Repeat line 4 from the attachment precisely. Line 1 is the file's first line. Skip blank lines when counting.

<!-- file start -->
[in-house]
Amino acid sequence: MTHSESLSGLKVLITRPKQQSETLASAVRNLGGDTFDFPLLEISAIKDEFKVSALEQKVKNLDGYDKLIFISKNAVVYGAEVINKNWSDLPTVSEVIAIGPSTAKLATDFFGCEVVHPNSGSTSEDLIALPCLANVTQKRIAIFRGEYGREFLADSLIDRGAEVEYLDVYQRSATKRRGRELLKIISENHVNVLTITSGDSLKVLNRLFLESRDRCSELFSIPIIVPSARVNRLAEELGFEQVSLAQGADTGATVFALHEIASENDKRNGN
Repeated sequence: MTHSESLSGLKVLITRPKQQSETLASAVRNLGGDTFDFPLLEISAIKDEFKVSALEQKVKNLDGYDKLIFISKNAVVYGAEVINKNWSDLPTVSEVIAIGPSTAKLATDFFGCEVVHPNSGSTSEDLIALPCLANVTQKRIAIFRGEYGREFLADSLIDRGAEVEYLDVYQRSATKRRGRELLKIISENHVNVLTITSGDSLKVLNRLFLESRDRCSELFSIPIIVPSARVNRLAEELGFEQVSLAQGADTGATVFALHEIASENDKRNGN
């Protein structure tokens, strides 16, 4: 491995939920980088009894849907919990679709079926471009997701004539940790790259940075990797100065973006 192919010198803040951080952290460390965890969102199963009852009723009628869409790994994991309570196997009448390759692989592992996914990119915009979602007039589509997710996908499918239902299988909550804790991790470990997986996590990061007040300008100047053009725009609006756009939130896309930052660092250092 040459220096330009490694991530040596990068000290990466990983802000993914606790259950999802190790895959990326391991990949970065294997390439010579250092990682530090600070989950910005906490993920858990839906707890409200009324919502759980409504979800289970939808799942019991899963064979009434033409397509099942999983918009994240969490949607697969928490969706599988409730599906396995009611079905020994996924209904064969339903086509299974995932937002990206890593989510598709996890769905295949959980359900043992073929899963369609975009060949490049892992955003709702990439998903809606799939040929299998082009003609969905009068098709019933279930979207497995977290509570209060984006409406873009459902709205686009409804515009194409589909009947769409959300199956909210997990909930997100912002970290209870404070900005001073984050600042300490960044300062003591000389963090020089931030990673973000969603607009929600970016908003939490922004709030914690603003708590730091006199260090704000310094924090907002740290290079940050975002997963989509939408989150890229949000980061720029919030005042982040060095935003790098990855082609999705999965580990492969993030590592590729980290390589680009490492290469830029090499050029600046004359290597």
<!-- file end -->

């Protein structure tokens, strides 16, 4: 491995939920980088009894849907919990679709079926471009997701004539940790790259940075990797100065973006 192919010198803040951080952290460390965890969102199963009852009723009628869409790994994991309570196997009448390759692989592992996914990119915009979602007039589509997710996908499918239902299988909550804790991790470990997986996590990061007040300008100047053009725009609006756009939130896309930052660092250092 040459220096330009490694991530040596990068000290990466990983802000993914606790259950999802190790895959990326391991990949970065294997390439010579250092990682530090600070989950910005906490993920858990839906707890409200009324919502759980409504979800289970939808799942019991899963064979009434033409397509099942999983918009994240969490949607697969928490969706599988409730599906396995009611079905020994996924209904064969339903086509299974995932937002990206890593989510598709996890769905295949959980359900043992073929899963369609975009060949490049892992955003709702990439998903809606799939040929299998082009003609969905009068098709019933279930979207497995977290509570209060984006409406873009459902709205686009409804515009194409589909009947769409959300199956909210997990909930997100912002970290209870404070900005001073984050600042300490960044300062003591000389963090020089931030990673973000969603607009929600970016908003939490922004709030914690603003708590730091006199260090704000310094924090907002740290290079940050975002997963989509939408989150890229949000980061720029919030005042982040060095935003790098990855082609999705999965580990492969993030590592590729980290390589680009490492290469830029090499050029600046004359290597």